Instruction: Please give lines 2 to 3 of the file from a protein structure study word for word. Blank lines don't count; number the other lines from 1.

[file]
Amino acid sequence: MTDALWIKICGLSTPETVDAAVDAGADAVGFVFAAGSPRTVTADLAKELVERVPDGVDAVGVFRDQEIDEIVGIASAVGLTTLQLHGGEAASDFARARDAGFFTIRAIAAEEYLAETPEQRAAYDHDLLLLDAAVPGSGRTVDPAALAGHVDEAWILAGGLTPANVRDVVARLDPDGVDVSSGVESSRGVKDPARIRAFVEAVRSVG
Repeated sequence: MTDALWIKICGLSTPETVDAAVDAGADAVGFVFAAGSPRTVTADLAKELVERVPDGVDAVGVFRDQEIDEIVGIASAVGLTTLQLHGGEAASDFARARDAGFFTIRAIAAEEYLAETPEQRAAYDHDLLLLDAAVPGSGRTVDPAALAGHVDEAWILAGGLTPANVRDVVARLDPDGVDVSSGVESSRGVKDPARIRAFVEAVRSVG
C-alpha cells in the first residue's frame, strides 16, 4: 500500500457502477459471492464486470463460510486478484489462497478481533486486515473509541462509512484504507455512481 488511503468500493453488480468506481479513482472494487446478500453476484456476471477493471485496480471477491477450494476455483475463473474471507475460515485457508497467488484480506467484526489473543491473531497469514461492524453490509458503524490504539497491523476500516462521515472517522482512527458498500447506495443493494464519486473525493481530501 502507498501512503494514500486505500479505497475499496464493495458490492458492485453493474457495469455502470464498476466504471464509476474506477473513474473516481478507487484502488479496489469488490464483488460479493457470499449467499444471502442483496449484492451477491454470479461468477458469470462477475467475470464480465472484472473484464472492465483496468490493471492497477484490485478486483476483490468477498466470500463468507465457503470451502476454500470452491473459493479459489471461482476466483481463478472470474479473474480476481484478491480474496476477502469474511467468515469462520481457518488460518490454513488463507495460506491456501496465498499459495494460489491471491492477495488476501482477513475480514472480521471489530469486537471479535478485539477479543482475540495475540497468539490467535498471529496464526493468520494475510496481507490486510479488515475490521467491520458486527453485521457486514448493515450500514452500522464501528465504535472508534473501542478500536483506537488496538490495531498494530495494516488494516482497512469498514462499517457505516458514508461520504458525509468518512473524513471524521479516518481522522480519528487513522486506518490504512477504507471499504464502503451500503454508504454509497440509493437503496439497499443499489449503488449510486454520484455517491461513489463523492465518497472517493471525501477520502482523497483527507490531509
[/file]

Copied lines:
Repeated sequence: MTDALWIKICGLSTPETVDAAVDAGADAVGFVFAAGSPRTVTADLAKELVERVPDGVDAVGVFRDQEIDEIVGIASAVGLTTLQLHGGEAASDFARARDAGFFTIRAIAAEEYLAETPEQRAAYDHDLLLLDAAVPGSGRTVDPAALAGHVDEAWILAGGLTPANVRDVVARLDPDGVDVSSGVESSRGVKDPARIRAFVEAVRSVG
C-alpha cells in the first residue's frame, strides 16, 4: 500500500457502477459471492464486470463460510486478484489462497478481533486486515473509541462509512484504507455512481 488511503468500493453488480468506481479513482472494487446478500453476484456476471477493471485496480471477491477450494476455483475463473474471507475460515485457508497467488484480506467484526489473543491473531497469514461492524453490509458503524490504539497491523476500516462521515472517522482512527458498500447506495443493494464519486473525493481530501 502507498501512503494514500486505500479505497475499496464493495458490492458492485453493474457495469455502470464498476466504471464509476474506477473513474473516481478507487484502488479496489469488490464483488460479493457470499449467499444471502442483496449484492451477491454470479461468477458469470462477475467475470464480465472484472473484464472492465483496468490493471492497477484490485478486483476483490468477498466470500463468507465457503470451502476454500470452491473459493479459489471461482476466483481463478472470474479473474480476481484478491480474496476477502469474511467468515469462520481457518488460518490454513488463507495460506491456501496465498499459495494460489491471491492477495488476501482477513475480514472480521471489530469486537471479535478485539477479543482475540495475540497468539490467535498471529496464526493468520494475510496481507490486510479488515475490521467491520458486527453485521457486514448493515450500514452500522464501528465504535472508534473501542478500536483506537488496538490495531498494530495494516488494516482497512469498514462499517457505516458514508461520504458525509468518512473524513471524521479516518481522522480519528487513522486506518490504512477504507471499504464502503451500503454508504454509497440509493437503496439497499443499489449503488449510486454520484455517491461513489463523492465518497472517493471525501477520502482523497483527507490531509